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Opponents air wind concerns  

There was an air of excitement in Fox Pavilion on Wednesday evening as about 300 people gathered for a free community presentation – “The Truth about Industrial Wind Energy.”

The presentation, which started at 7 p.m., was produced and presented by the Ellis County Environmental Awareness Coalition.

“These people are not politicians, they’re not promoters of corporate business interests, they’re not even experienced public speakers,” said coalition member J.P. Michaud. “They’re simply citizens … who feel this is an issue of intense public importance and one deserving of very careful consideration.”

A variety of concerns and research was presented by 12 residents.

That was followed by three news clips filmed in U.S. locations with existing wind-development projects. The presentation was well-received; the audience applauded after each speaker.

First on the agenda was Rod Bittel, who discussed the visual effect the proposed wind development could have on the county.

The television station tower located at 27th and Hall is about 800 feet tall – about twice the size of one turbine, Bittel said.

“One of the conclusions I’ve read during some research is that almost all developers accept one fact: There is no way to soften the visual impact of these massive structures,” he said.

To help the audience visualize the project, photos of the proposed project area were taken west of Hays from the U.S. Highway 183 bypass bridge, 41st Street, and the Commerce Parkway overpass.

Several turbines were then added into the photos, based on generator locations from a tentative project map.

“This is going to be in all of our backyards,” Bittel said. “There is no doubt.”

Environmental matters also were discussed. Geologist Glenn Diehl discussed effects the proposed project could have on native wildlife.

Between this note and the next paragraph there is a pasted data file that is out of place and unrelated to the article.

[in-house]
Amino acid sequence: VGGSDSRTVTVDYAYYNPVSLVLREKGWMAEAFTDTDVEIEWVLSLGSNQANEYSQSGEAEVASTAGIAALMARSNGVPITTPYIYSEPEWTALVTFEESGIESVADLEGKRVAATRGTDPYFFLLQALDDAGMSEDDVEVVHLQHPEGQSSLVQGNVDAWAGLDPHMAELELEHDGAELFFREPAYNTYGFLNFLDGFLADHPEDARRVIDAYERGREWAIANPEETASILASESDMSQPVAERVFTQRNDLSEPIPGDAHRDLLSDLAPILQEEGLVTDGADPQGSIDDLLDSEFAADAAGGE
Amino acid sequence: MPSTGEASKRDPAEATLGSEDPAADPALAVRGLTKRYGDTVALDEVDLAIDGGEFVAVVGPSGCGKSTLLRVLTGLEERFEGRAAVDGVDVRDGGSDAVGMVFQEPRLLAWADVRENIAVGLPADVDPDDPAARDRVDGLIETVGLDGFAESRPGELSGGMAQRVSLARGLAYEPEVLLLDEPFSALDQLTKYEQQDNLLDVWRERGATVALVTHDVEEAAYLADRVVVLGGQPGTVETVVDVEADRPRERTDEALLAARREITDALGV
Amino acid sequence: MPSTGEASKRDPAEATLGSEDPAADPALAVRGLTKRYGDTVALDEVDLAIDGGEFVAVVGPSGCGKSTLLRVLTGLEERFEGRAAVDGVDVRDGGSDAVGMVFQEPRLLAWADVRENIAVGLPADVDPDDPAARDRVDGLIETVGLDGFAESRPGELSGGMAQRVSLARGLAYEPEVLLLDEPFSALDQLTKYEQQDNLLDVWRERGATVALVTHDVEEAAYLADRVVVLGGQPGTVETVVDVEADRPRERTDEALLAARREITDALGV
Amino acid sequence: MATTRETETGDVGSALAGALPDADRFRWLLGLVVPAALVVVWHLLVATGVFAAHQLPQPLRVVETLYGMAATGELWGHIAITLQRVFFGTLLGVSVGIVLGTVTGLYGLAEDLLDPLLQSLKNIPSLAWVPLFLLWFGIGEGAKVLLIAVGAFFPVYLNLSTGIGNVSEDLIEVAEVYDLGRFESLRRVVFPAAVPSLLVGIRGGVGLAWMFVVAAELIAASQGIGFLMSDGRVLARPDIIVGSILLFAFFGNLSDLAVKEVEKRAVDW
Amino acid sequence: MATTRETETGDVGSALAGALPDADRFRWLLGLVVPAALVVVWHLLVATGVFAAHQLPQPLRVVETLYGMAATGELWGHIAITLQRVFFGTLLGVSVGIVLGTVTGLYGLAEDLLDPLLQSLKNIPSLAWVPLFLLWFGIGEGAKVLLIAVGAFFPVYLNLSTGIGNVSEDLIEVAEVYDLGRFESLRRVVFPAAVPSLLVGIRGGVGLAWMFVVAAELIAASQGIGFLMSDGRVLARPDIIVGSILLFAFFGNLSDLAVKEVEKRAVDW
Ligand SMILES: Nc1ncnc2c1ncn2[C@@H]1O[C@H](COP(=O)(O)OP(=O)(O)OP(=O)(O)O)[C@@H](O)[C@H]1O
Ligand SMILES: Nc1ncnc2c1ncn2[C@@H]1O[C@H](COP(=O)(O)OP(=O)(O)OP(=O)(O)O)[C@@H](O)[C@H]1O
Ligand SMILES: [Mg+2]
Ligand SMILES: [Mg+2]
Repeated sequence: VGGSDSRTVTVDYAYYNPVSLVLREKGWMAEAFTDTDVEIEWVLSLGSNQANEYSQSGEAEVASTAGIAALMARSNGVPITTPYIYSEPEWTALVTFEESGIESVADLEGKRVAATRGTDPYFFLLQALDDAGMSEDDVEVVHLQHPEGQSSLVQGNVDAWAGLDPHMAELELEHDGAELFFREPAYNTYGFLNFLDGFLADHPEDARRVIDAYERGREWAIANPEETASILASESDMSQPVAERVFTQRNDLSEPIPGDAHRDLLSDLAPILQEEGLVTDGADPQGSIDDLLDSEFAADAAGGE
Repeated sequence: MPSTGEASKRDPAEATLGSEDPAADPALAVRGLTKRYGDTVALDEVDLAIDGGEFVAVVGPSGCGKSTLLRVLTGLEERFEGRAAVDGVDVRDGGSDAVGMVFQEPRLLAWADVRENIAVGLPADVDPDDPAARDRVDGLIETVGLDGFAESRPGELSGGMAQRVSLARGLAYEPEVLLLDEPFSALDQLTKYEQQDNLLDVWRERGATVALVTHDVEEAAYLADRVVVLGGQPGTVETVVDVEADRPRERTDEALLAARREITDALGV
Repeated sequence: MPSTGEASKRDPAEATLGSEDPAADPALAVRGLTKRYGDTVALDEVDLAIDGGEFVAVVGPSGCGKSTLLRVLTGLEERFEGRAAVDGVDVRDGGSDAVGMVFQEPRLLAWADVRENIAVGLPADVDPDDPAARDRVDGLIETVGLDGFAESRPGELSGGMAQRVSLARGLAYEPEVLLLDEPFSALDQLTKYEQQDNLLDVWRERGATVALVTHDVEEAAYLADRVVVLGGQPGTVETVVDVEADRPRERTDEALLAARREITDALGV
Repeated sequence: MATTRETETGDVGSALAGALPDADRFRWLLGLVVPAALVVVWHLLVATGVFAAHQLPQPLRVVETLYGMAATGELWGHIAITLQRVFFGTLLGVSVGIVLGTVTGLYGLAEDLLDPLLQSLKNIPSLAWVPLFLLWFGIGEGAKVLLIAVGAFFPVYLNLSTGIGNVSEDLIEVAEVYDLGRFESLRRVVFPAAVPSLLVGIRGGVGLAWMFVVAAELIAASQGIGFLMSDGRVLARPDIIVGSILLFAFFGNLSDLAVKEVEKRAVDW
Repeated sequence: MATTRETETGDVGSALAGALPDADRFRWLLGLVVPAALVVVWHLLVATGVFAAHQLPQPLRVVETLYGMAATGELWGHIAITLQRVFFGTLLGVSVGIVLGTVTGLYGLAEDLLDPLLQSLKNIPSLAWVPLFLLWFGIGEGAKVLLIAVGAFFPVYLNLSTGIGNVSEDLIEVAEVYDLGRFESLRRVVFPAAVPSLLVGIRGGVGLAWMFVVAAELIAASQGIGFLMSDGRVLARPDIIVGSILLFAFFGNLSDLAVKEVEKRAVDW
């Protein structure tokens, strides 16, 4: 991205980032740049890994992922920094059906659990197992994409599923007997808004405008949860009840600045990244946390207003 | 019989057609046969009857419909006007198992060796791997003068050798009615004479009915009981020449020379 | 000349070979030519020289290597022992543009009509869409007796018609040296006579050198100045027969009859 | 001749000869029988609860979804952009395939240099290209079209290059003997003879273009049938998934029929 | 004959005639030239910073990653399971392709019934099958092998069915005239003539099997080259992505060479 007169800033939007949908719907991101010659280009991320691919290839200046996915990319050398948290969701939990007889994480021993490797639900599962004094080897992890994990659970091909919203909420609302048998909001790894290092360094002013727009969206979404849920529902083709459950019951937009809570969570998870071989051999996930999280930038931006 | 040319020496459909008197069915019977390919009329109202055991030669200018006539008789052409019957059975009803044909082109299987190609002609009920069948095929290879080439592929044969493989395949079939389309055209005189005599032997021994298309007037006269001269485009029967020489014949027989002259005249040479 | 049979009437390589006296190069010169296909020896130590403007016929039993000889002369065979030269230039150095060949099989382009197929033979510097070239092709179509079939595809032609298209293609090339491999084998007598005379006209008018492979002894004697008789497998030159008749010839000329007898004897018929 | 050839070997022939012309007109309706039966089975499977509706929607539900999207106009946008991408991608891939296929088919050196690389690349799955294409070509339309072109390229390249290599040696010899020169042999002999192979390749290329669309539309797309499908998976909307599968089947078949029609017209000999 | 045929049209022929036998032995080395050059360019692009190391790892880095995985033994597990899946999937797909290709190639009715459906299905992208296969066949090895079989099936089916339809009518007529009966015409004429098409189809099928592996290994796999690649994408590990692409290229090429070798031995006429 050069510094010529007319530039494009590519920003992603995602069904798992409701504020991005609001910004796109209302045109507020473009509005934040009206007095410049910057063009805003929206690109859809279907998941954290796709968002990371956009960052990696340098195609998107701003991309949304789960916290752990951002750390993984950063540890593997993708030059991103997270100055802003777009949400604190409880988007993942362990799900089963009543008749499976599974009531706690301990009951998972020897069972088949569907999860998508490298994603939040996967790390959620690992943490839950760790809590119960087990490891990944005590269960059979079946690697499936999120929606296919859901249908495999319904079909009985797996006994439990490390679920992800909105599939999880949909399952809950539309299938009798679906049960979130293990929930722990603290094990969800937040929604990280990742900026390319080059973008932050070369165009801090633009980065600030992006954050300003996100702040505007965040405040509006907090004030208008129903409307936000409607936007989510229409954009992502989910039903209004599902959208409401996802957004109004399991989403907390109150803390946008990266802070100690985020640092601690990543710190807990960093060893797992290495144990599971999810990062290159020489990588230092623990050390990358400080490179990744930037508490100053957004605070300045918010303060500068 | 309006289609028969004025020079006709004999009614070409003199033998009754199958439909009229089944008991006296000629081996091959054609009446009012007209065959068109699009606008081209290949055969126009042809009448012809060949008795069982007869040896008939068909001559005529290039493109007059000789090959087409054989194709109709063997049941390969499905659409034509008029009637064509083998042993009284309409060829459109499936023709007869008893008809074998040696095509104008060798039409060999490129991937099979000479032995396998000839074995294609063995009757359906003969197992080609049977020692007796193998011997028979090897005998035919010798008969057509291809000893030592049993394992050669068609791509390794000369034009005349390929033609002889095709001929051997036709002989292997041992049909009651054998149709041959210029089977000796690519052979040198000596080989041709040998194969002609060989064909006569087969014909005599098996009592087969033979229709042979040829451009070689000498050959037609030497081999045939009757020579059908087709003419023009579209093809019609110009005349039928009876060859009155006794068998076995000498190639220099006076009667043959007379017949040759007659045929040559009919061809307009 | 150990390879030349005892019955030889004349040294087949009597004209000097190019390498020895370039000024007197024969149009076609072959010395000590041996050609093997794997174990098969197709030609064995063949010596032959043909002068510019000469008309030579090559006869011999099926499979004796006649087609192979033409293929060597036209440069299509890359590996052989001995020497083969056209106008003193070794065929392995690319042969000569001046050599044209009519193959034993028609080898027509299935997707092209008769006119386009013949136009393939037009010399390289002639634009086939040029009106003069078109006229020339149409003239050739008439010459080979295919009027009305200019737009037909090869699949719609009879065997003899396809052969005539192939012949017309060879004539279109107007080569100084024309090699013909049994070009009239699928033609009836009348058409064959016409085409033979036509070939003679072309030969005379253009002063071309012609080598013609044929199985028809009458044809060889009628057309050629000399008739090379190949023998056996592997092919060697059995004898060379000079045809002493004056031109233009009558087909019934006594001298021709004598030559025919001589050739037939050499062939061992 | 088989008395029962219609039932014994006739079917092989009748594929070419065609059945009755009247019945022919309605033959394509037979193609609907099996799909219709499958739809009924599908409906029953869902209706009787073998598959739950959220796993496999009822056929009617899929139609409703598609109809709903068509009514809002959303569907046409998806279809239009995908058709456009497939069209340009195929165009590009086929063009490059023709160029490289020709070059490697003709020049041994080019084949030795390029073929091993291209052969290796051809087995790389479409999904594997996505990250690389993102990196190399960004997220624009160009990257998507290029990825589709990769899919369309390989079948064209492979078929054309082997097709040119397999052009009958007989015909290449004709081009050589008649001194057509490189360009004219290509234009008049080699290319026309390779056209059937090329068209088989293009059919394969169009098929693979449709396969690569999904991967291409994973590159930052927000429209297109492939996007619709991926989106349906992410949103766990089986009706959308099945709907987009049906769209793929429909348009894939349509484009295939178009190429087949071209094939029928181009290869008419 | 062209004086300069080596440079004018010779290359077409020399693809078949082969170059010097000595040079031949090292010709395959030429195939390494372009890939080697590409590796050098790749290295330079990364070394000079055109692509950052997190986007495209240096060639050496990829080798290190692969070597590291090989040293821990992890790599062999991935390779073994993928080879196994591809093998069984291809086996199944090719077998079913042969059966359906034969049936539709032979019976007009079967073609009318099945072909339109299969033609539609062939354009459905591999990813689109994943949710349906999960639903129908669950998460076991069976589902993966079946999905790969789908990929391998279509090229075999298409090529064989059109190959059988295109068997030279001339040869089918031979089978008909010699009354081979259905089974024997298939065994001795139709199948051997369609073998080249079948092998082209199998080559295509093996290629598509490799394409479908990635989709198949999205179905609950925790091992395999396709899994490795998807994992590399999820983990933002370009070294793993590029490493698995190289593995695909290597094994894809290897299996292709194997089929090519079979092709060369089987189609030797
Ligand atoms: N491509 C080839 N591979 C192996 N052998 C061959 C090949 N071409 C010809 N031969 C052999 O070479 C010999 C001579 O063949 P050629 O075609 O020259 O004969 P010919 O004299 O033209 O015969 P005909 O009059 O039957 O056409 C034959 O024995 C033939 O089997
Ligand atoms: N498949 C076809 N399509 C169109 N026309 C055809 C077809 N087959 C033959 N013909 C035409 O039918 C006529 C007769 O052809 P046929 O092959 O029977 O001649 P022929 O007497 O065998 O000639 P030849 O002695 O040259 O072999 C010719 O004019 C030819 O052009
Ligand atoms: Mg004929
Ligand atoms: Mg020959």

A significant concern has been deterring the population of greater and lesser prairie chickens, both of which have been noted in the Hays area, Diehl said.

Research has suggested these endangered fowl tend to avoid large structures, he said.

“The majority of the west portion of the project area is like the Flint Hills – too rocky for farming,” Diehl said. “That’s the area still native grassland – perfect habitat for prairie chicken.”

However, prairie chickens might not be the only creatures affected, he said. There is concern the development could cause disruptions to the local ecosystem.

For one thing, birds could collide with the towering structures or waste energy trying to avoid them. This could reduce their breeding success, Diehl said.

And if winged predators such as hawks and owls begin avoiding the project site, the rodent population could increase, he said.

“Even bird species of low risk for collisions can be deterred from nesting and roosting in their normal habitats by unnatural noises and disturbances,” Diehl said. “For us hunters, where we find all those pheasants that we have right now.”

Audience members could sign up to receive a free DVD of the presentation, or endorse a moratorium petition. More than 100 signatures were collected at the event.

However, not all spectators oppose the proposed project location. Several proponents of the wind farm also were in attendance.

“It hasn’t changed my opinion of the project,” Taylor Bemis, who lives on Old U.S. Highway 40 near the project site, said of the night’s event. “I think a lot of the data they gave was either outdated or the technology has changed since some of those projects that they cited were developed.”

Also in attendance were representatives from Midwest Energy and Sunflower Electric, Competitive Power Ventures project manager Krista Gordon, and Barb Anderson, vice chairwoman of the Ellis County Planning and Zoning Committee.

“I thought it was an awesome presentation and very informative, and I think all of the board members should have come to this. I think the county commissioners should have come,” Anderson said. “I think we need to show support for the Ellis County residents. After all, they are the taxpaying people of this county.”

Anderson also attended Monday’s free public screening of “An Inconvenient Truth,” which was courtesy of CPV Wind Hays LLC. This presentation also was helpful, she said.

By Kaley Lyon
Hays Daily News


2 May 2007

This article is the work of the source indicated. Any opinions expressed in it are not necessarily those of National Wind Watch.

The copyright of this article resides with the author or publisher indicated. As part of its noncommercial effort to present the environmental, social, scientific, and economic issues of large-scale wind power development to a global audience seeking such information, National Wind Watch endeavors to observe “fair use” as provided for in section 107 of U.S. Copyright Law and similar “fair dealing” provisions of the copyright laws of other nations. Send requests to excerpt, general inquiries, and comments via e-mail.

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